ABSTRACT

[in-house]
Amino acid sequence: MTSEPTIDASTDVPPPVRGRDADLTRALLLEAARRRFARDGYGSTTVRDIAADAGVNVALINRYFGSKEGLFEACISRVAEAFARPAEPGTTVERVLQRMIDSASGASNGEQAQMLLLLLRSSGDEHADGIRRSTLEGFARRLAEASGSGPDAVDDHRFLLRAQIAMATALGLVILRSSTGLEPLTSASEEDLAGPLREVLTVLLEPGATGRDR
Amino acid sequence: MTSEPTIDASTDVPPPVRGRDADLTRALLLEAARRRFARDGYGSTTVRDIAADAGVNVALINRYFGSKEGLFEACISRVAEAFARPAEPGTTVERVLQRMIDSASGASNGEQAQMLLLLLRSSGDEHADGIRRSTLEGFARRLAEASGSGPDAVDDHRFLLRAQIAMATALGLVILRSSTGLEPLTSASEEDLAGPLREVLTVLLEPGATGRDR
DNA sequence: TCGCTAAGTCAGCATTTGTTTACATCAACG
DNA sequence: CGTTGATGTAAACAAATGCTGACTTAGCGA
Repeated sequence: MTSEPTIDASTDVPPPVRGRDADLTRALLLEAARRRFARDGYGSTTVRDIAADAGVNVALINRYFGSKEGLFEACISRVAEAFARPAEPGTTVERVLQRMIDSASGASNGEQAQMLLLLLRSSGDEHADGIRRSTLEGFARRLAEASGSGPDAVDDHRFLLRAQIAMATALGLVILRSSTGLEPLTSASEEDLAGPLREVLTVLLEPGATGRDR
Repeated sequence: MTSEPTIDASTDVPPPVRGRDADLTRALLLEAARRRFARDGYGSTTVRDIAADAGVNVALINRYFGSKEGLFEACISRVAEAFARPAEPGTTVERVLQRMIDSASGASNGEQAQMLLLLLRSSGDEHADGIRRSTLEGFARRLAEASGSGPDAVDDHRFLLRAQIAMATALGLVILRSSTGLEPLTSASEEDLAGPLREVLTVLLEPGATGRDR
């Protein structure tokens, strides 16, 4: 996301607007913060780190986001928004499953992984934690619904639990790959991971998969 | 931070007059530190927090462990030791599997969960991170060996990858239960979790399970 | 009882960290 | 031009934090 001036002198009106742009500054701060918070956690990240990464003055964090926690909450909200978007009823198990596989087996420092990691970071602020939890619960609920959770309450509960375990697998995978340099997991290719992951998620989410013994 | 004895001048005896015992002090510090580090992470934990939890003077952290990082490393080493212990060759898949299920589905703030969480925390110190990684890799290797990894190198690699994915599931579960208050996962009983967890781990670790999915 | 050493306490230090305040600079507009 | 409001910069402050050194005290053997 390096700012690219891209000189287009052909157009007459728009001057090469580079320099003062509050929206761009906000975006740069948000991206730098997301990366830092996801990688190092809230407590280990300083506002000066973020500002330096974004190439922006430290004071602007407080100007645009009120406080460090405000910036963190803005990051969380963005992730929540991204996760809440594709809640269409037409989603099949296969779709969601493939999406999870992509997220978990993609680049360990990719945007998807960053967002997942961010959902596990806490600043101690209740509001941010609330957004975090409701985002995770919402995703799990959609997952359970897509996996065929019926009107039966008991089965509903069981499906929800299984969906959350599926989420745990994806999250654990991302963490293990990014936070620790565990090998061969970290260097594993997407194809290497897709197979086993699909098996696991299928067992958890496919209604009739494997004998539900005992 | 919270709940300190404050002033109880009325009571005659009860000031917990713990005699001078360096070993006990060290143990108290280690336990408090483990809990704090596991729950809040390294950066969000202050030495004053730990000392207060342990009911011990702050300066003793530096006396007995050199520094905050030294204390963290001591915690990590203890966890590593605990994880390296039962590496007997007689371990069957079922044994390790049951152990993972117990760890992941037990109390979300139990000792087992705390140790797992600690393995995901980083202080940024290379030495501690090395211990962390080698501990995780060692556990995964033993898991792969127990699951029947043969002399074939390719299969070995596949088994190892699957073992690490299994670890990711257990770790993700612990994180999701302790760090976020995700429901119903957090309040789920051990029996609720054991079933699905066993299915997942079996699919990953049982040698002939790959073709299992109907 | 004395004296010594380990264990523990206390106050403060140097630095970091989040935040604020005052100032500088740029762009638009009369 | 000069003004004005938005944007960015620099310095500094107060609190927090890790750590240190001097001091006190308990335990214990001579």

According to the records of the New York City police department, between 2008 and 2009, 1,121,470 New Yorkers were stopped. Of these stops, 37% (or 416,350) were targeted at youth between the ages of 14 and 21 (Stoudt, Fine, & Fox, 2011). Community anecdotes confirm that an untold number of such stops occur without ever being recorded in official statistics. Community members tell the story of unmarked cars that “roll-up” in neighborhoods designated as “high crime;” often, plainclothes officers emerge from such vehicles, and young Black or Latino men “assume the position” against walls and on hoods of cars and are “patted down” en masse or are ordered to empty their pockets or backpacks. If nothing illegal is found, which departmental statistics confirm is often the case, the young men are allowed to continue along their way. The officers return to their cars. No forms are filled out.